My recent experience of desirelessness has shown me one or two things about the ego and desire.
Imagine that I’m a department store. One department is the Desire Department and another is the Ego Department.
The folks in Desire have an array of tasks to attend to.
They sort out what our desires are.
They arrange them in order of priority.
They outline the condition of fulfillment. A slice of pie. The whole pie. A pie to put in the freezer.
They coordinate with the Ego Dept. for the fulfillment of the desire.
They receive the desired result from the Ego Dept. and enjoy it.
The Ego Dept. defines the program to be followed to fulfill the desire.
It chooses the persona to be used, the lines it’ll speak, the gestures it’ll make, the facial expressions, etc.
It defines the limits within which the pitch will be made. Gentle, needy, aggressive.
It organizes the resources to be used to get the desired result. People, places, and things.
It initiates and guides the action needed to obtain the result.
It hands the obtained object of desire over to the Desire Dept. for enjoyment.
It manages any residue created.
In my view, we glide through these steps without giving them a thought.
On the day the Desire Dept. stops sending desires to the Ego Dept. the latter will close its doors.
That doesn’t mean that, when my body feeds me the information that it wants some food, I don’t eat. But it has the flavor of the Zen saying: When hungry, I eat; when sleepy, I sleep.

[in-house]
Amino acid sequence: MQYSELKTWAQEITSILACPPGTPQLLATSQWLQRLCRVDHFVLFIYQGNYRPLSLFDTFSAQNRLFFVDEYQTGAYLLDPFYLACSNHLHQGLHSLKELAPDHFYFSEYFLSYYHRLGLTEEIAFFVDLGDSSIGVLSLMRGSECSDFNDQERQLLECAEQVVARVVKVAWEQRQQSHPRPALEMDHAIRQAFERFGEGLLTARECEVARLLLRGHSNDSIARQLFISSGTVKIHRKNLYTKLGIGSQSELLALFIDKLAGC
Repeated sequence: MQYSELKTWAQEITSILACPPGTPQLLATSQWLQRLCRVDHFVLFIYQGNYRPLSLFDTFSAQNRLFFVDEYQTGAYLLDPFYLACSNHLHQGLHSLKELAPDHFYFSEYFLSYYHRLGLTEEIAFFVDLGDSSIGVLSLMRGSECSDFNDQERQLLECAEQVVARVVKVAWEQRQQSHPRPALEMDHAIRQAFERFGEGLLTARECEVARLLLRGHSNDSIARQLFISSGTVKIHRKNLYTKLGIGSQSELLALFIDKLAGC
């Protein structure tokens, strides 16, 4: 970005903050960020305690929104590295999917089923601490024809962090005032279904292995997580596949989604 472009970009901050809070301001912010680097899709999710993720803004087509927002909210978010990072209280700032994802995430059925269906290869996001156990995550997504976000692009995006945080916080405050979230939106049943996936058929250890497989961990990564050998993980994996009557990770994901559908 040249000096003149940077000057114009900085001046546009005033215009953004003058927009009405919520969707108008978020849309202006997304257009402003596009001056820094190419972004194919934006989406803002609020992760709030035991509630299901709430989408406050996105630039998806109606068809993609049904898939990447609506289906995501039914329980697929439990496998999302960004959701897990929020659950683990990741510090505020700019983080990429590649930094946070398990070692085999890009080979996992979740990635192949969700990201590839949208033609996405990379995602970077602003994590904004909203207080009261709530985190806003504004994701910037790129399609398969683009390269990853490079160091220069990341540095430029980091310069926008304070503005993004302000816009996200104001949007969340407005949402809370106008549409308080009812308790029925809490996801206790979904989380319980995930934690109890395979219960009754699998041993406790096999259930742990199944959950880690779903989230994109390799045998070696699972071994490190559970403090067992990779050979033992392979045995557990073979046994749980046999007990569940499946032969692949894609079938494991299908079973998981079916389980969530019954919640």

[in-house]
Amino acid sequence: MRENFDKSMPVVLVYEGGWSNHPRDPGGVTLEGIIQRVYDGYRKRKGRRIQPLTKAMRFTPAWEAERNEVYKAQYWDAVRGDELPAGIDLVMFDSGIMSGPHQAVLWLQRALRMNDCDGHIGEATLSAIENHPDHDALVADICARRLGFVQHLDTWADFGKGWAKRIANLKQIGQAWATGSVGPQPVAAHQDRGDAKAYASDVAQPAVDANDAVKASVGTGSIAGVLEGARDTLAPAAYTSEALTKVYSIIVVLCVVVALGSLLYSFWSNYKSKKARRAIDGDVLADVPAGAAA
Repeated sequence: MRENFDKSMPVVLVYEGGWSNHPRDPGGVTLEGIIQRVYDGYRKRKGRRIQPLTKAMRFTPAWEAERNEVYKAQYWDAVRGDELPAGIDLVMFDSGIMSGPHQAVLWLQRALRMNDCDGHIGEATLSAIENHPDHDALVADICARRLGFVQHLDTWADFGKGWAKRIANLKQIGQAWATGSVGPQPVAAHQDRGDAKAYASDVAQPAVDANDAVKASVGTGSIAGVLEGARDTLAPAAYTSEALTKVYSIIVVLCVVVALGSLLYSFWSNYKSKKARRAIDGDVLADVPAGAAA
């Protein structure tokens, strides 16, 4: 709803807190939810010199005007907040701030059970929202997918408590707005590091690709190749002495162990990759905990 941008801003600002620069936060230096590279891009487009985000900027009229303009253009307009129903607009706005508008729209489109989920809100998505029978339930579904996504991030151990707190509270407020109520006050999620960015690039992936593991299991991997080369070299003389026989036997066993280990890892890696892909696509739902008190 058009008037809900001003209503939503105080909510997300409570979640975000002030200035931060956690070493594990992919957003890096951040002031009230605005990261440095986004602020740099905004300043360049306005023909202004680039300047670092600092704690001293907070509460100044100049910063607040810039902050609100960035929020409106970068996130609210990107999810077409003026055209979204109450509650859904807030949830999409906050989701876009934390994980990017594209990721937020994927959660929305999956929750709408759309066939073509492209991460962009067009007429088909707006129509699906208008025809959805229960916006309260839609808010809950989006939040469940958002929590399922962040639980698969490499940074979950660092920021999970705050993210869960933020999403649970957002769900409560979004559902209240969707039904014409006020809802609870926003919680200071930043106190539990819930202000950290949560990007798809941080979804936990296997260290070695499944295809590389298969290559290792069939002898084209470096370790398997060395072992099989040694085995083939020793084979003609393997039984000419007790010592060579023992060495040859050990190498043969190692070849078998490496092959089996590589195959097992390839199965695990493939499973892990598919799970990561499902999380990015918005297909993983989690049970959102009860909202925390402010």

It isn’t invested with all the justifications, ceremony, and battle plans that our service of our desires often is. The whole element of background chatter is absent.
Just as Da Free John discovered that the whole 3D chakra system was non-essential to life, (1) so here too, the whole desire system is also shown as non-essential to life.
Can I find support for this view among terrestrial sages? I think so.
Upanishads: Fools follow the desires of the flesh and fall into the snare of all-encompassing death; but the wise, knowing the Self as eternal, seek not the things that pass away. (2)
“The desires of the flesh” produce such an amount of traffic on the air waves that the individual utterly forgets the purpose of life, which is to “know the Self.”
Their lives become narrowed down to satisfying the desires of the body and mind and they do not escape the wheel of birth and death (i.e., ascend).